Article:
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25 April 2007
The University of Missouri’s Veterinary Health Center is seeking cancer-stricken canines to test a drug researchers hope will let dogs — and maybe someday humans — live longer.
The university is running clinical trials in partnership with Tensive Controls Inc. on a medication for cachexia, a wasting syndrome that causes about one-third of cancer deaths.
Cachexia occurs with advanced cancers, causes loss of appetite and can lead to multiorgan failure.
Read more here: http://www.kans.....rylink=cpy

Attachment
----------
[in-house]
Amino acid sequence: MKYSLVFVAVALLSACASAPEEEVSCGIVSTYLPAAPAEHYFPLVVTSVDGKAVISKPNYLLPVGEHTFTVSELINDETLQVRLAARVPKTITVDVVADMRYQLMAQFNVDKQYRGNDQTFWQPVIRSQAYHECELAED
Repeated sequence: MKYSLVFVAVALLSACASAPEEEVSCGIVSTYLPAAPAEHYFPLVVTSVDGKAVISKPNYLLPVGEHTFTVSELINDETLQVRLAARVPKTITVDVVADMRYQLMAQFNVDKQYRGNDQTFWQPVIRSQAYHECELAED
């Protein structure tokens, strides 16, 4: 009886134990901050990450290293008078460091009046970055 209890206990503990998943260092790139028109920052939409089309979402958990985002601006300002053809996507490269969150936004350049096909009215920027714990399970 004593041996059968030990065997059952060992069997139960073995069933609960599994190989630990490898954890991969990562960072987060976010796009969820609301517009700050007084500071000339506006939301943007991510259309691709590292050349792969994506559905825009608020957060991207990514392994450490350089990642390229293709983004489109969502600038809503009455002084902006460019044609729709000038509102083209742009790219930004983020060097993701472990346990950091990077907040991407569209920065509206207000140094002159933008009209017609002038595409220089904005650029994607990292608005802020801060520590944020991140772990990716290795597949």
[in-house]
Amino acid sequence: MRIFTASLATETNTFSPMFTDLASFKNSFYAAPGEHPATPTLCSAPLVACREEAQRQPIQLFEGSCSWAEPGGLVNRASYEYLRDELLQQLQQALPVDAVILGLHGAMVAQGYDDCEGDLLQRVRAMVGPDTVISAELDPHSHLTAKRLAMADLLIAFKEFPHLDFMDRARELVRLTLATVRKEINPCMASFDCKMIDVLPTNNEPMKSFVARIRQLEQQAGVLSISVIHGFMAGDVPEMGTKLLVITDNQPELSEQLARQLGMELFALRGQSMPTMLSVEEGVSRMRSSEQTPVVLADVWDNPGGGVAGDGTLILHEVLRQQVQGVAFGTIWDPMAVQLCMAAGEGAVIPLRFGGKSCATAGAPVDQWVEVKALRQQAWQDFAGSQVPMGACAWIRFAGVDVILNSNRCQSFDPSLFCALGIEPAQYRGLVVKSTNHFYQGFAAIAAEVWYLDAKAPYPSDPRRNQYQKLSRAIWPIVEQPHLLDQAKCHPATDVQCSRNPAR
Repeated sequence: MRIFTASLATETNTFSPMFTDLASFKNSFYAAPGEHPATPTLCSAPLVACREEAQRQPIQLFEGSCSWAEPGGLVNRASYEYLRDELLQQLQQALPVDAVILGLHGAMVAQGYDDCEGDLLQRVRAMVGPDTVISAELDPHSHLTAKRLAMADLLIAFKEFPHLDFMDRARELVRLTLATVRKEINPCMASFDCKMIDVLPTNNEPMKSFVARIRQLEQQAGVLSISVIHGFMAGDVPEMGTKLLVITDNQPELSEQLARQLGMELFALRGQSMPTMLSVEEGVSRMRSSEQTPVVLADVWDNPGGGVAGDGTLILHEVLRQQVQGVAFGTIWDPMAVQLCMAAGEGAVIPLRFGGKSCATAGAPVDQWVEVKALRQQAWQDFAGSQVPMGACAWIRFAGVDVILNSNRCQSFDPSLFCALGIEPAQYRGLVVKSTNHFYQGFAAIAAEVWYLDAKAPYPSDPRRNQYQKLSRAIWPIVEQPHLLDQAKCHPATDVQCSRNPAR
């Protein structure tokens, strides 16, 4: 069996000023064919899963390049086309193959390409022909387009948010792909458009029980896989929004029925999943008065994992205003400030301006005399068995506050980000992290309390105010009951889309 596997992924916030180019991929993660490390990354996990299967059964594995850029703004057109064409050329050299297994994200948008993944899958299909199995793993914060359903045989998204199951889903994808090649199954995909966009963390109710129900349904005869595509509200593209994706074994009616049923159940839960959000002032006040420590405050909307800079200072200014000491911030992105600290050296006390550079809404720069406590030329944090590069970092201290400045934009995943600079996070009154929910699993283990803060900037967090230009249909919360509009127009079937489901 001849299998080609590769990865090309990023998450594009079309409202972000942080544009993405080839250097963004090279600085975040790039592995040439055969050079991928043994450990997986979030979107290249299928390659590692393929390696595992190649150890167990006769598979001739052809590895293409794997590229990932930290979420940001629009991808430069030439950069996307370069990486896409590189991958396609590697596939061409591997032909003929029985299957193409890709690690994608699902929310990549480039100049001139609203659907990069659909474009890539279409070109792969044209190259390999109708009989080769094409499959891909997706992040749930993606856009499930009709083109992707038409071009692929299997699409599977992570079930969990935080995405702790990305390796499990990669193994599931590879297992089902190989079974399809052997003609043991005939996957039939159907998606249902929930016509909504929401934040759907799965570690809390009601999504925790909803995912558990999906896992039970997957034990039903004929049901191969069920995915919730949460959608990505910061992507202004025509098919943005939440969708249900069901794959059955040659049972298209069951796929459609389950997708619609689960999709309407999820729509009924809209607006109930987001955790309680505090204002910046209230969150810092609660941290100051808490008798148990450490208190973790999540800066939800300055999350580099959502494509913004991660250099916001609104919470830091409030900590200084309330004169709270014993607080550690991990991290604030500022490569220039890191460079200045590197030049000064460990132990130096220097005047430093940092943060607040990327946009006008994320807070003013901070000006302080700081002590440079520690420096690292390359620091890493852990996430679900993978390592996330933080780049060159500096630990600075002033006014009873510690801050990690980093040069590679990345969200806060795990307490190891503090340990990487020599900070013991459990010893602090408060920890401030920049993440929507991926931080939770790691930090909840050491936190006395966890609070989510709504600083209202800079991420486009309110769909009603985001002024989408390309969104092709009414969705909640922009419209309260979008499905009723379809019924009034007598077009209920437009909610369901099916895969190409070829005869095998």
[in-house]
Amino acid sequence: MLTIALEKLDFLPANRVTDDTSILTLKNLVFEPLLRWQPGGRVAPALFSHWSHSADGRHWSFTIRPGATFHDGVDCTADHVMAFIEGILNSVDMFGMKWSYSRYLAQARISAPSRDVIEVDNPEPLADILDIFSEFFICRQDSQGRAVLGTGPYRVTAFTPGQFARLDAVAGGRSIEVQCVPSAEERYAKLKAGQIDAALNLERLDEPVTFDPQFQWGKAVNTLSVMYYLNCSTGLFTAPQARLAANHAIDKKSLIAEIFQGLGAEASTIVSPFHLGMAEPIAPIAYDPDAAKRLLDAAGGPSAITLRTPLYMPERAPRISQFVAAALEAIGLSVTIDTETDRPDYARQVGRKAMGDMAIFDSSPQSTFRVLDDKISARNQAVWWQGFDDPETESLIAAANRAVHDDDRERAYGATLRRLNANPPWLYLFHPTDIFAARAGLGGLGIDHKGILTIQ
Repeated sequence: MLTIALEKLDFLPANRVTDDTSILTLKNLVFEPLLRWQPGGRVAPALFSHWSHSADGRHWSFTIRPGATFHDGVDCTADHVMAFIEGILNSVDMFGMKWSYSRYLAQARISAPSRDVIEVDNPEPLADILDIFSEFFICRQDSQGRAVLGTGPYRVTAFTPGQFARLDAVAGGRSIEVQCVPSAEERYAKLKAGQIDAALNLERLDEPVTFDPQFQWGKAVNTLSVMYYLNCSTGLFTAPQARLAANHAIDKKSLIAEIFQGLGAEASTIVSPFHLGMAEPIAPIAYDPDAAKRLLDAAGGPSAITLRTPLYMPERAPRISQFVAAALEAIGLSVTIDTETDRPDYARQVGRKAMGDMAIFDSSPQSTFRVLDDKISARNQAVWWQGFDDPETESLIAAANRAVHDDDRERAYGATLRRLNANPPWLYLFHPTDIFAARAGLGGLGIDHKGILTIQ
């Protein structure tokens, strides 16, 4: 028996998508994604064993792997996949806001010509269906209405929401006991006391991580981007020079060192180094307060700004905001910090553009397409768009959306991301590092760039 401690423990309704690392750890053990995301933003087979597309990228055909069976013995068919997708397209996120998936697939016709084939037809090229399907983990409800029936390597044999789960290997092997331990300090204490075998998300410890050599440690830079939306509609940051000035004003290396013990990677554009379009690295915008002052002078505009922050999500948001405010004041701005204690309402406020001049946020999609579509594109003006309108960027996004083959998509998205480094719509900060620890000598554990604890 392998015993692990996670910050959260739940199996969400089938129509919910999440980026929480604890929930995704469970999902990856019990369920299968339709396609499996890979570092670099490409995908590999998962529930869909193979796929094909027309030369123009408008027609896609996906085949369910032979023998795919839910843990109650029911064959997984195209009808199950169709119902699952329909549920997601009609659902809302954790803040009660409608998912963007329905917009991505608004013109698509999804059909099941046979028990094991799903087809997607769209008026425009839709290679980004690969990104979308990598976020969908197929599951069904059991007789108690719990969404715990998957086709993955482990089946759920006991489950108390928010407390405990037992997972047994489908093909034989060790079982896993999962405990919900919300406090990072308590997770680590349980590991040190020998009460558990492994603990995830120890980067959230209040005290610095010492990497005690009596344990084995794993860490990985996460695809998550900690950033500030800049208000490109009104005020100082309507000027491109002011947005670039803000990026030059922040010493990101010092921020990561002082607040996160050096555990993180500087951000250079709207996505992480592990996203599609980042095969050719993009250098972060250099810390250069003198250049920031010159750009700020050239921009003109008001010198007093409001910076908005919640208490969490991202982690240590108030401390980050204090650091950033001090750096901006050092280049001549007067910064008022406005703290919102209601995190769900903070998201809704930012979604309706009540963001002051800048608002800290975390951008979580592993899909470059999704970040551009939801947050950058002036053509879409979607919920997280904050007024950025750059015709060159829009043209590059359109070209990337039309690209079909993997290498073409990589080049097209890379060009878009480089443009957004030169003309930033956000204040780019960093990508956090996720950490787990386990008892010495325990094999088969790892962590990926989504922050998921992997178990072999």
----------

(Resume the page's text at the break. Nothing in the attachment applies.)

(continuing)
Canine Cachexia Clinical Trial
The true prevalence of cachexia in canine patients has not been determined, due in part to euthanasia when a pet’s quality of life declines and weight loss ensues. The objectives for this study are to determine toxicity, including cardiovascular effects of the final drug candidate of MC4 peptide receptor antagonist and to determine preliminary efficacy of MC4 peptide receptor antagonist in dogs with cachexia.
- History of 5% or greater with loss within past three months
- Radiation and chemotherapy allowed at clinician discretion
- Washout of 2 days required for appetite stimulants.
- CBC, chemistry panel, UA, and abdominal ultrasound within 14 days of enrollment
- Corticosteriod use allowed if > 14 days prior to enrollment
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